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Archives of Toxicology

, Volume 92, Issue 8, pp 2549–2561 | Cite as

Confounding influence of tamoxifen in mouse models of Cre recombinase-induced gene activity or modulation

  • Seddik Hammad
  • Amnah Othman
  • Christoph Meyer
  • Ahmad Telfah
  • Joerg Lambert
  • Bedair Dewidar
  • Julia Werle
  • Zeribe Chike Nwosu
  • Abdo Mahli
  • Christof Dormann
  • Yan Gao
  • Kerry Gould
  • Mei Han
  • Xiaodong Yuan
  • Mikheil Gogiashvili
  • Roland Hergenröder
  • Claus Hellerbrand
  • Maria Thomas
  • Matthias Philip Ebert
  • Salah Amasheh
  • Jan G. Hengstler
  • Steven Dooley
Molecular Toxicology
  • 373 Downloads

Abstract

Tamoxifen (TAM) is commonly used for cell type specific Cre recombinase-induced gene inactivation and in cell fate tracing studies. Inducing a gene knockout by TAM and using non-TAM exposed mice as controls lead to a situation where differences are interpreted as consequences of the gene knockout but in reality result from TAM-induced changes in hepatic metabolism. The degree to which TAM may compromise the interpretation of animal experiments with inducible gene expression still has to be elucidated. Here, we report that TAM strongly attenuates CCl4-induced hepatotoxicity in male C57Bl/6N mice, even after a 10 days TAM exposure-free period. TAM decreased (p < 0.0001) the necrosis index and the level of aspartate- and alanine transaminases in CCl4-treated compared to vehicle-exposed mice. TAM pretreatment also led to the downregulation of CYP2E1 (p = 0.0045) in mouse liver tissue, and lowered its activity in CYP2E1 expressing HepG2 cell line. Furthermore, TAM increased the level of the antioxidant ascorbate, catalase, SOD2, and methionine, as well as phase II metabolizing enzymes GSTM1 and UGT1A1 in CCl4-treated livers. Finally, we found that TAM increased the presence of resident macrophages and recruitment of immune cells in necrotic areas of the livers as indicated by F4/80 and CD45 staining. In conclusion, we reveal that TAM increases liver resistance to CCl4-induced toxicity. This finding is of high relevance for studies using the tamoxifen-inducible expression system particularly if this system is used in combination with hepatotoxic compounds such as CCl4.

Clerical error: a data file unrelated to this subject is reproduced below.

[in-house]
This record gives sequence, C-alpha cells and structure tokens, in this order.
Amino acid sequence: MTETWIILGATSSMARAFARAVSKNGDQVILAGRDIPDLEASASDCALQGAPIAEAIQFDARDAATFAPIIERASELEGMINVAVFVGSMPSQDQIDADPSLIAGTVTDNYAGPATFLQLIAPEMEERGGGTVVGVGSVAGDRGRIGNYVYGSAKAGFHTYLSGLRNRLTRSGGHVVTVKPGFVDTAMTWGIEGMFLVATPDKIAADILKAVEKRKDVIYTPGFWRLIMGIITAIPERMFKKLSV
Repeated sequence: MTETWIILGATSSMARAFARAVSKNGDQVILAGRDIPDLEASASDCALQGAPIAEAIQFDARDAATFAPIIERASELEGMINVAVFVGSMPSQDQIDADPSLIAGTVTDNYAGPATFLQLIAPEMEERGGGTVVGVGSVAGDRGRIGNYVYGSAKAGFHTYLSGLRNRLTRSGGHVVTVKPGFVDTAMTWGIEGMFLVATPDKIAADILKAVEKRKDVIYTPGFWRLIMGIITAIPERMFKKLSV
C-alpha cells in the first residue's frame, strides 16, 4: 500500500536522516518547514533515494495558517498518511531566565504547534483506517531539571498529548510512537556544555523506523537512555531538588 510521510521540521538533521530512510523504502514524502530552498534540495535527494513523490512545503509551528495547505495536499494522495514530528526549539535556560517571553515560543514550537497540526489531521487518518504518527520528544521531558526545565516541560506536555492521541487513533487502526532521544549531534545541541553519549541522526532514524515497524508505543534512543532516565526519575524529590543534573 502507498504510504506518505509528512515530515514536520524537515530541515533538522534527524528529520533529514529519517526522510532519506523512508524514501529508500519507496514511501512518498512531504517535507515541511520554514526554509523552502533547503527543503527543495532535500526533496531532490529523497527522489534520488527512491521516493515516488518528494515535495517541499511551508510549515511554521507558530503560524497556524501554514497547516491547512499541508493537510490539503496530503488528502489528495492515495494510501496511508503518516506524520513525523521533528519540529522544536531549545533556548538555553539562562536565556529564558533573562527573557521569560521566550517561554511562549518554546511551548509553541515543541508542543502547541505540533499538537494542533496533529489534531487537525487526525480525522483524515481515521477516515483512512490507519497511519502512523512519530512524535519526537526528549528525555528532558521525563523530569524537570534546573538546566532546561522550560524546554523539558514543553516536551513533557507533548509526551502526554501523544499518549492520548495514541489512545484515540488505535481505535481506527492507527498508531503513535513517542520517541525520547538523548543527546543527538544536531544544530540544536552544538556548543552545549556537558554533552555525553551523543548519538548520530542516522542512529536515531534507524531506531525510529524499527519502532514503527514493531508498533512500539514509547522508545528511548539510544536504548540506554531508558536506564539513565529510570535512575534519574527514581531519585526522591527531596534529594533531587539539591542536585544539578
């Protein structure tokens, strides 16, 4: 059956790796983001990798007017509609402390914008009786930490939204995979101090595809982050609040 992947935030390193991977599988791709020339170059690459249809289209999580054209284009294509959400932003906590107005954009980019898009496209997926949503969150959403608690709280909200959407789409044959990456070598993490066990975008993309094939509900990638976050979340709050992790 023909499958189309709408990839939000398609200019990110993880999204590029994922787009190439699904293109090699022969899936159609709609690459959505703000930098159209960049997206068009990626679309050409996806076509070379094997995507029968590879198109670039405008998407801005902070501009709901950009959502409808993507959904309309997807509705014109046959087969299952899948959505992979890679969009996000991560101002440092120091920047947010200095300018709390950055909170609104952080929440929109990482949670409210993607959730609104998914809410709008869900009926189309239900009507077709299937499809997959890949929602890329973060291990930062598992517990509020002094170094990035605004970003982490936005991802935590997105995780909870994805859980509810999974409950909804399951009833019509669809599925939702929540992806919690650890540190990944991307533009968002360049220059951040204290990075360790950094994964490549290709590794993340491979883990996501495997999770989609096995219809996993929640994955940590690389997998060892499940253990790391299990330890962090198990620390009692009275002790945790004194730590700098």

Keywords

Tamoxifen Hepatotoxicity CCl4 Inducible Cre system 

Notes

Acknowledgements

The authors thank Elmar Kriek (IfADo-Dortmund) for his excellent technical assistance with the animal experiments, Nina Draeger (UMM Technician school) for her technical assistance in IHC staining and microscopy and Prof. Dr. Arthur Cederbaum (USA) for providing HepG2 cells overexpressing CYP2E1.